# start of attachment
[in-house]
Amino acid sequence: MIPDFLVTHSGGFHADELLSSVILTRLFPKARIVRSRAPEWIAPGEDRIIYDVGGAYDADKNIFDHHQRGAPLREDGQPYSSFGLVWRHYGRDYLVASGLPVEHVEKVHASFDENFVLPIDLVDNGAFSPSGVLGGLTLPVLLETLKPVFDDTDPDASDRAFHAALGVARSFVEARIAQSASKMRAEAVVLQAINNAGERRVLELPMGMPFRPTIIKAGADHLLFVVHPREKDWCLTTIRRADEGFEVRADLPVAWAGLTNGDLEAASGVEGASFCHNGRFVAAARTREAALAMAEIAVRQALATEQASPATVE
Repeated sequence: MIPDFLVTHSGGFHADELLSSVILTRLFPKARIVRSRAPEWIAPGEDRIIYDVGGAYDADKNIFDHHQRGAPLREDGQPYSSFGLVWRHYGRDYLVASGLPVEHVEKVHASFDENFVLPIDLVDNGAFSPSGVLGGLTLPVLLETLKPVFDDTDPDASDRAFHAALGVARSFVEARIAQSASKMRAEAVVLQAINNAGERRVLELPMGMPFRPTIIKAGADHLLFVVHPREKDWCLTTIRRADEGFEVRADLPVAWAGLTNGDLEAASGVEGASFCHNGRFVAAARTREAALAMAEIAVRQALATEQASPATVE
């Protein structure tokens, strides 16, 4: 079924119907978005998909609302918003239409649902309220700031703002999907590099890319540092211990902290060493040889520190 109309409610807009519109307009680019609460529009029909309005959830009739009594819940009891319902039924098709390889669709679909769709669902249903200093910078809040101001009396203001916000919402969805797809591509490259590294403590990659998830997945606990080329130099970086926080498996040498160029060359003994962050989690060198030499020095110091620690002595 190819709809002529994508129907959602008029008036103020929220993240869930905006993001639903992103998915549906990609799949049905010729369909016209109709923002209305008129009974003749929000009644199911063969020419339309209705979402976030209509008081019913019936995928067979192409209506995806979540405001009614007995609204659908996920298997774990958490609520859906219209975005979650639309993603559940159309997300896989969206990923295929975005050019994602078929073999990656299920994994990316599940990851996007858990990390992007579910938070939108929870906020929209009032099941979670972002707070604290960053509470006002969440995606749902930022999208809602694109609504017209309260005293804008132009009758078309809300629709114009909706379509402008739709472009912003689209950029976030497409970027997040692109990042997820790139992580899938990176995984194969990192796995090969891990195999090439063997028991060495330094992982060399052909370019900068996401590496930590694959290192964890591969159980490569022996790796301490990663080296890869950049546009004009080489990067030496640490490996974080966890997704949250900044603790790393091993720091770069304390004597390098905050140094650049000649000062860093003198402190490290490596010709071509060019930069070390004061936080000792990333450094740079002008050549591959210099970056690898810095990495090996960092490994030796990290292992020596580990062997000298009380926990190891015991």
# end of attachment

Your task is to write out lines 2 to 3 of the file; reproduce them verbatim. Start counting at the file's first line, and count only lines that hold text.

Amino acid sequence: MIPDFLVTHSGGFHADELLSSVILTRLFPKARIVRSRAPEWIAPGEDRIIYDVGGAYDADKNIFDHHQRGAPLREDGQPYSSFGLVWRHYGRDYLVASGLPVEHVEKVHASFDENFVLPIDLVDNGAFSPSGVLGGLTLPVLLETLKPVFDDTDPDASDRAFHAALGVARSFVEARIAQSASKMRAEAVVLQAINNAGERRVLELPMGMPFRPTIIKAGADHLLFVVHPREKDWCLTTIRRADEGFEVRADLPVAWAGLTNGDLEAASGVEGASFCHNGRFVAAARTREAALAMAEIAVRQALATEQASPATVE
Repeated sequence: MIPDFLVTHSGGFHADELLSSVILTRLFPKARIVRSRAPEWIAPGEDRIIYDVGGAYDADKNIFDHHQRGAPLREDGQPYSSFGLVWRHYGRDYLVASGLPVEHVEKVHASFDENFVLPIDLVDNGAFSPSGVLGGLTLPVLLETLKPVFDDTDPDASDRAFHAALGVARSFVEARIAQSASKMRAEAVVLQAINNAGERRVLELPMGMPFRPTIIKAGADHLLFVVHPREKDWCLTTIRRADEGFEVRADLPVAWAGLTNGDLEAASGVEGASFCHNGRFVAAARTREAALAMAEIAVRQALATEQASPATVE